How to improve your trading by looking at interest rates: Part 2

TVC:US20Y   US 20Y yield
Hey everyone! πŸ‘‹

This month, we wanted to explore the topic of interest rates; what they are, why they are important, and how you can use interest rate information in your trading. This is a topic that new traders typically gloss over when starting out, so we hope this is a helpful and actionable series for new people looking to learn more about macroeconomics and fundamental analysis!

Last week we took a look at how to find bond prices on our platform, as well as a few quick tips for understanding how and why interest rates move. If you'd like a quick refresher, click the link at the bottom of this post. This week, let's take a look at why understanding interest rates is important to your trading, and how you can use this info to your advantage.

You can think of rates markets in three dimensions.

1.) Absolute
2.) Relative
3.) Through Time

In other words;

1.) How are rates traded on an absolute basis? AKA, do they offer an attractive risk/reward for investors?
2.) How are rates traded on a relative basis? AKA, what separates bond prices between different countries?
3.) How are rates traded through time? AKA, what is the "Yield Curve"?

It's worth taking a little bit of a deeper look at each of these dimensions and how they work. This week we will begin by looking at interest rates from an 'Absolute' standpoint. 🏦

When it comes to looking at bonds as an investment vehicle on this straightforward basis, investors in the broader market will typically look at how attractive bonds are from a yield / total return perspective vs. other asset classes, like equities, commodities, and cryptocurrencies.

When it comes to gauging this total return question, the three main risks are important to know about:

1.) Central Bank Funds Rate risk
2.) Inflation Risk
3.) Credit Risk

In other words;

1.) Will the central bank rate move in such a way that makes the interest rate I'm receiving on a bond uncompetitive?
2.) Bonds are loans with timers. Will inflation eat away at my principal in terms of buying power faster than I'm being compensated?
3.) Can my counterparty make me whole when the bond comes due?

For the United States, the third question is typically "ignored" as lending money to the U.S. government is oftentimes viewed as "risk free", but in all scenarios understanding the attractiveness of bond yields over given time horizons vs. interest rates and inflation is a huge question.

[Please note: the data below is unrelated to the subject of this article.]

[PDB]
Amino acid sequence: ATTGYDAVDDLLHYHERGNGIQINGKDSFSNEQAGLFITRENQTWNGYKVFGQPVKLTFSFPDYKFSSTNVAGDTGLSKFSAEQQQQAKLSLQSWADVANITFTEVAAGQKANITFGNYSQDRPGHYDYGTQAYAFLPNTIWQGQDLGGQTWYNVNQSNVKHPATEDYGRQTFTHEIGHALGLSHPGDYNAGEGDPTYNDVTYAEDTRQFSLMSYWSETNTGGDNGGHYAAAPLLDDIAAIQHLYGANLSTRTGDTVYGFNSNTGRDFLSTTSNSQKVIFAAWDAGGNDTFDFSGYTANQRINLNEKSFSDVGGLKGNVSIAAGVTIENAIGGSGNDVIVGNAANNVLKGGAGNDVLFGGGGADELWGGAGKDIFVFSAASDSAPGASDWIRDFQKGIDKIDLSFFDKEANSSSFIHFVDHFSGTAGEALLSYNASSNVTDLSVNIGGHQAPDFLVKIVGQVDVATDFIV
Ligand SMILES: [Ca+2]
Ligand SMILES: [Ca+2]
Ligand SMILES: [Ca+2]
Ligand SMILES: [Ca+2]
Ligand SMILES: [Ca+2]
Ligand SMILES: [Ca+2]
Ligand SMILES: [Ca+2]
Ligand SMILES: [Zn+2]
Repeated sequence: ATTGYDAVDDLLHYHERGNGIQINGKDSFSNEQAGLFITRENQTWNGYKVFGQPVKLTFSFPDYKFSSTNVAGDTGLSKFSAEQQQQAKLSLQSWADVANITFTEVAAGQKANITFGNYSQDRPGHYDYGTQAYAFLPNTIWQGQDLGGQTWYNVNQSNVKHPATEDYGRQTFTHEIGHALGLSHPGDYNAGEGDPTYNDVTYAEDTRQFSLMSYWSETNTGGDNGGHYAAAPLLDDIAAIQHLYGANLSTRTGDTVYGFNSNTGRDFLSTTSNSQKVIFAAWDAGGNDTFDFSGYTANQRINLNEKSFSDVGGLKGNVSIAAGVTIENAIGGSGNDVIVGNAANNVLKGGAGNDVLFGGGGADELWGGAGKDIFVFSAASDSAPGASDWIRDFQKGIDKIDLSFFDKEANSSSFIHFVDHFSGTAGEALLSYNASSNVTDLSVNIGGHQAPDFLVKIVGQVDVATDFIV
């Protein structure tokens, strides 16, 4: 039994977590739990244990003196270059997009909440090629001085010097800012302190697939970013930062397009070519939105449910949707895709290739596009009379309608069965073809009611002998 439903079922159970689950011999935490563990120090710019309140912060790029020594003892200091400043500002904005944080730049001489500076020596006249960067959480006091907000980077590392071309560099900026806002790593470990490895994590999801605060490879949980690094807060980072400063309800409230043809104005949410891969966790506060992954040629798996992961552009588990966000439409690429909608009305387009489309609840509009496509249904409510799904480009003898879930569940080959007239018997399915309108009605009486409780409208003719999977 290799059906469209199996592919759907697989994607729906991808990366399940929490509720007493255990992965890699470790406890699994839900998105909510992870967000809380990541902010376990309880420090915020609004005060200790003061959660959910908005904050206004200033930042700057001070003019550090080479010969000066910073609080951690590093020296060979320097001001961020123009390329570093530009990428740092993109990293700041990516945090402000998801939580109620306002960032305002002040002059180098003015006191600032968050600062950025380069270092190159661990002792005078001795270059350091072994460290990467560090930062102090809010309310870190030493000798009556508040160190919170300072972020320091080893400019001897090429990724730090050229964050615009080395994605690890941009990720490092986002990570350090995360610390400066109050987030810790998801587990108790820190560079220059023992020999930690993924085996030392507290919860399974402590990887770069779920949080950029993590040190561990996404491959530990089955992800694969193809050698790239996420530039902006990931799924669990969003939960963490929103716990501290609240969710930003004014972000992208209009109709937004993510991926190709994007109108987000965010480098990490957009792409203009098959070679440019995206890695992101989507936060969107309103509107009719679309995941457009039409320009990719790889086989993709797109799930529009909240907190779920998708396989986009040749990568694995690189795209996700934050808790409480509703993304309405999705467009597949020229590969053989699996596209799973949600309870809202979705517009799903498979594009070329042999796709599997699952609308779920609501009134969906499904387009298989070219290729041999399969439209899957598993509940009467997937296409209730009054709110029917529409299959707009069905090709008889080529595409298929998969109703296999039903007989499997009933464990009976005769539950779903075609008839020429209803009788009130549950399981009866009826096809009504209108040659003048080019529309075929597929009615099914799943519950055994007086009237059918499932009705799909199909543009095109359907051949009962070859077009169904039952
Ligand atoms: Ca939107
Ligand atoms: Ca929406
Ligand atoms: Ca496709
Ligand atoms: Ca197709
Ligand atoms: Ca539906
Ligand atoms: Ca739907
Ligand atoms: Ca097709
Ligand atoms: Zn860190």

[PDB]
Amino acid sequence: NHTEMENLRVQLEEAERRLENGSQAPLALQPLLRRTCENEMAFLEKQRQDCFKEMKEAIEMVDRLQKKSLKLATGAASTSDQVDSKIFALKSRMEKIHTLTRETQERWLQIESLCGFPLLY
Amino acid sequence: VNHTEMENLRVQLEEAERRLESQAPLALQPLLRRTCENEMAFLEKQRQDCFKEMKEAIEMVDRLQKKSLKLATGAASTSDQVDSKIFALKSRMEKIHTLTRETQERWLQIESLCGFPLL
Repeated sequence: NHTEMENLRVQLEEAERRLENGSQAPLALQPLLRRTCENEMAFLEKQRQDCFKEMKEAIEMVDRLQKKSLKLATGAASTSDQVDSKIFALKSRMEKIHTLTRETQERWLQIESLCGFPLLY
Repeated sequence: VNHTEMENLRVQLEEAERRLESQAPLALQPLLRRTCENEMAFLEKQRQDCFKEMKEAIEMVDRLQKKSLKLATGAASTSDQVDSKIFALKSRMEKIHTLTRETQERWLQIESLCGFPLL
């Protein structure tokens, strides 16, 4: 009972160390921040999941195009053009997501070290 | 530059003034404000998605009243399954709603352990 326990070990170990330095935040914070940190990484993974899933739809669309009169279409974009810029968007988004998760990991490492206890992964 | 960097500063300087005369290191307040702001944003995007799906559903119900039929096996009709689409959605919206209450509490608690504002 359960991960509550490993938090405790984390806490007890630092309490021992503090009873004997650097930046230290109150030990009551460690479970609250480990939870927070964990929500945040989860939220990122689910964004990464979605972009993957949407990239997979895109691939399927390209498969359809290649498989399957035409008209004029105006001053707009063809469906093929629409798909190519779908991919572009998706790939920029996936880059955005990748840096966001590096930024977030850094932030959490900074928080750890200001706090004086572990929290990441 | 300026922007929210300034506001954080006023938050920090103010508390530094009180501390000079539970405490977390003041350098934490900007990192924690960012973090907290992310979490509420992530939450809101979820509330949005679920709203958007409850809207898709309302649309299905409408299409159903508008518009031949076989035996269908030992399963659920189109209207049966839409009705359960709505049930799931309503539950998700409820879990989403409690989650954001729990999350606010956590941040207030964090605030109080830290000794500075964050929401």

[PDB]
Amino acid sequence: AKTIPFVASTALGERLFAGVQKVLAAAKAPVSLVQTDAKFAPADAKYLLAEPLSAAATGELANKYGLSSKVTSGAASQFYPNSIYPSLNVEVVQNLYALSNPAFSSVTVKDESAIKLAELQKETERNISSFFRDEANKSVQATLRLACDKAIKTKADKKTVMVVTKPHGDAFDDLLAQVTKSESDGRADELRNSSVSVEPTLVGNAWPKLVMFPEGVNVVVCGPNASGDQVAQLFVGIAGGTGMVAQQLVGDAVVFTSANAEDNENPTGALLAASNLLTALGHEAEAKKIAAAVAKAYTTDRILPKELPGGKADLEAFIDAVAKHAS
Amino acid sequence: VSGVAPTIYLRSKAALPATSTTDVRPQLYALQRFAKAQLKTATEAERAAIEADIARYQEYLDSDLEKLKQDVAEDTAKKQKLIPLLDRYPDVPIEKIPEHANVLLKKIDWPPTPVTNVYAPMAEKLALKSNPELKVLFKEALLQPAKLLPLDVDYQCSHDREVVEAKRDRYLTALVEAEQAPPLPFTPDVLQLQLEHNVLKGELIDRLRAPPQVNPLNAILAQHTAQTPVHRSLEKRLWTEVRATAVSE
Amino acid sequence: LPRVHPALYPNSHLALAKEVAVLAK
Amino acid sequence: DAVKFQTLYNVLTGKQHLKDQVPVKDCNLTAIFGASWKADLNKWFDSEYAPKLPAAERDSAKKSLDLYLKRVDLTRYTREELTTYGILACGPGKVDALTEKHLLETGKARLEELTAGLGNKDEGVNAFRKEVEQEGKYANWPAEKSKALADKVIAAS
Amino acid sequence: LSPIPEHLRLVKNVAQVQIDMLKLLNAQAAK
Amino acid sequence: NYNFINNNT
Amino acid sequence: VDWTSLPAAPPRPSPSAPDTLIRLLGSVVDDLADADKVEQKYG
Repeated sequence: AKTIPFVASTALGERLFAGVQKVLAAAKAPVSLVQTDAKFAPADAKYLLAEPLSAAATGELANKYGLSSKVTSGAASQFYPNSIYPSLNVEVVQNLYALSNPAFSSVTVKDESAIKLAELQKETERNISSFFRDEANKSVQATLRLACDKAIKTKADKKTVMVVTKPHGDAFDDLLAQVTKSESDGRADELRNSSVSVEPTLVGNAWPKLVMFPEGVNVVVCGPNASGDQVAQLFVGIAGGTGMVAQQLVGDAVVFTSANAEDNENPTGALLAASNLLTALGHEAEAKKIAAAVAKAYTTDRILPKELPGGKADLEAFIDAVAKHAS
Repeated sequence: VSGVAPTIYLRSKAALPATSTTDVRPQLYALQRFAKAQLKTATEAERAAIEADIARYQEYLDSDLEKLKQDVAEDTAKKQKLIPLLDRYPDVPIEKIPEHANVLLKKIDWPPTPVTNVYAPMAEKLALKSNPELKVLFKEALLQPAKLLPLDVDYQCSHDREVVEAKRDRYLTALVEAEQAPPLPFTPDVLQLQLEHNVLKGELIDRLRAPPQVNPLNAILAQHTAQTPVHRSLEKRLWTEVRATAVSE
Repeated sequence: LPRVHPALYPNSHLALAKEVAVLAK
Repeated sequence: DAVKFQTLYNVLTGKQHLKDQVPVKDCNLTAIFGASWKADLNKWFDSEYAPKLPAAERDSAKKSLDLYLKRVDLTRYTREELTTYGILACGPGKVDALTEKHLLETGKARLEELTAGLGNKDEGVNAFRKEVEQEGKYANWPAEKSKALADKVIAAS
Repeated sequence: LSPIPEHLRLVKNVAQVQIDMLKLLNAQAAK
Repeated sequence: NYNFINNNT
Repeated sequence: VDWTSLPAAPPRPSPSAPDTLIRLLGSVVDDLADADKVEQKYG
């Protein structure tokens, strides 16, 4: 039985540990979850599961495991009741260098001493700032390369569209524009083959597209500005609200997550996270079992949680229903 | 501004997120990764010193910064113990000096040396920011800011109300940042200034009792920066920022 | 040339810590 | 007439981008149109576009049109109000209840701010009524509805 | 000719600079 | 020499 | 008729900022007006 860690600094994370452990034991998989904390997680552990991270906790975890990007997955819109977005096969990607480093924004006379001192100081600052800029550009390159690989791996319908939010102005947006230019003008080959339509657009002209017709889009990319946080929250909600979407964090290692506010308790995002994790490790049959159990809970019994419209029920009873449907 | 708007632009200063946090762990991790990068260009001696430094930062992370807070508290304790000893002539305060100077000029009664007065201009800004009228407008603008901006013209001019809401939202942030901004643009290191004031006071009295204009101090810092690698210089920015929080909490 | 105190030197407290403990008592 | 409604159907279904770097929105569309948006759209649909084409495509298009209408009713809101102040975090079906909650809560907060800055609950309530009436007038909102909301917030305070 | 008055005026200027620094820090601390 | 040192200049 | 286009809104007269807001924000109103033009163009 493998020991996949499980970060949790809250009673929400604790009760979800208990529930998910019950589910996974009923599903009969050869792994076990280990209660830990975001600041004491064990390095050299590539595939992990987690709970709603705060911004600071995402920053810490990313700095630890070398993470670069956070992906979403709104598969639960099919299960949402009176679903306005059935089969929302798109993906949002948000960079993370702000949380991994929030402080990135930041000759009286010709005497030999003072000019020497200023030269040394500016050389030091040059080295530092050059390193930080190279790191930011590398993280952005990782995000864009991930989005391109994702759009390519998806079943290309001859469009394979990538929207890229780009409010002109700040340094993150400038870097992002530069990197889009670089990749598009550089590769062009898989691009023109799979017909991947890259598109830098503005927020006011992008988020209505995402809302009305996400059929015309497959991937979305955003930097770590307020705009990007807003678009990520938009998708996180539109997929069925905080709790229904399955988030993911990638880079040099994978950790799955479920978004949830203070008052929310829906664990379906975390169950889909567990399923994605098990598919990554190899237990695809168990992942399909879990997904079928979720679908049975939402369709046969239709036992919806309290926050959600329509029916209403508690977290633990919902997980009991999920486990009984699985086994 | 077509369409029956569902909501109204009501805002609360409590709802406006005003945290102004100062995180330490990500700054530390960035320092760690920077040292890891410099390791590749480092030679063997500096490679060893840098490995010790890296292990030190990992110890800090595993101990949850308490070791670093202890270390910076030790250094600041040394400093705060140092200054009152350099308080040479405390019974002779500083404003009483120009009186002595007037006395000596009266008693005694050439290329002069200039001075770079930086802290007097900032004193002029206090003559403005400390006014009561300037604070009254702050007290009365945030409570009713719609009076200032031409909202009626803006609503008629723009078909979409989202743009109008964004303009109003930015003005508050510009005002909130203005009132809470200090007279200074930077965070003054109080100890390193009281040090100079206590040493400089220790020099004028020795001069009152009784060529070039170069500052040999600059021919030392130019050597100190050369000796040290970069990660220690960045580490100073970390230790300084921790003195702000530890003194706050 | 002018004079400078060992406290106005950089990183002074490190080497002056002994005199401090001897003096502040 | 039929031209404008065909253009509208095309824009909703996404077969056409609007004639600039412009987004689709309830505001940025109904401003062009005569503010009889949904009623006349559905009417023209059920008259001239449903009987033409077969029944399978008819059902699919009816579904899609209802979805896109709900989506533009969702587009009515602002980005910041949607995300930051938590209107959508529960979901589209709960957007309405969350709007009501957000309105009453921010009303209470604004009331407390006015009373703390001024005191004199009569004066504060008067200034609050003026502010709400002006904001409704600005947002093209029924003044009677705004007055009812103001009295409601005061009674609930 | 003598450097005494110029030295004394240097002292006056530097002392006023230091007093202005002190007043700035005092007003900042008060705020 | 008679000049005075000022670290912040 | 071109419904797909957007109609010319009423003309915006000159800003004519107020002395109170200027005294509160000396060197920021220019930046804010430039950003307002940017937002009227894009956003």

In addition to that, absolute risk/reward for rates needs to be compared to other asset classes. If the S&P 500 is yielding 2%, paid out from the earnings of the biggest companies in the country, then how does the risk of holding equities compare to the risks of holding bonds? Understanding how institutions are judging this decision can often be gauged by looking at the movement of interest rates in the open market. When stocks are outperforming bonds, institutional demand for stocks is higher, indicating that people are feeling good and want to take risk. When bonds are outperforming stocks, it can be indicative that people would prefer to hold 'risk free' interest payment vehicles as opposed to equity in companies with worsening economic prospects.

This is the most straightforward way of looking at interest rates - how do they compare to the absolute risks in the market, and how do they compare to other "yield" streams? Do they make sense from a risk/reward perspective?

One final thing - If interest rates are rising, then the amount of return needed to "compensate" for taking risk needs to get higher and higher, or other assets like equities begin to look uncompetitive. Additionally, higher interest rates mean that future cashflows are worth less, given that most valuation calculations rely on the "risk free rate".

As an example, this implosion happened late last year, as people began selling bonds and interest rates began to rise. As interest rates rose, stocks that had a good chunk of their "value" priced into the future got hit the hardest, as the value of those cash flows in real terms dropped.

Interest rates can help a lot for putting the big moves in the market into perspective. πŸ˜€

That's all for this week! Next week, we will take a look at how credit risk and FX risk plays into relative bond pricing, and how different sovereign bonds may or may not appear attractive to one another on a relative basis. Our final week will look at the yield curve, and how risk over time affects demand for rates.


-Team TradingView

Here's last week's post if you're not caught up:

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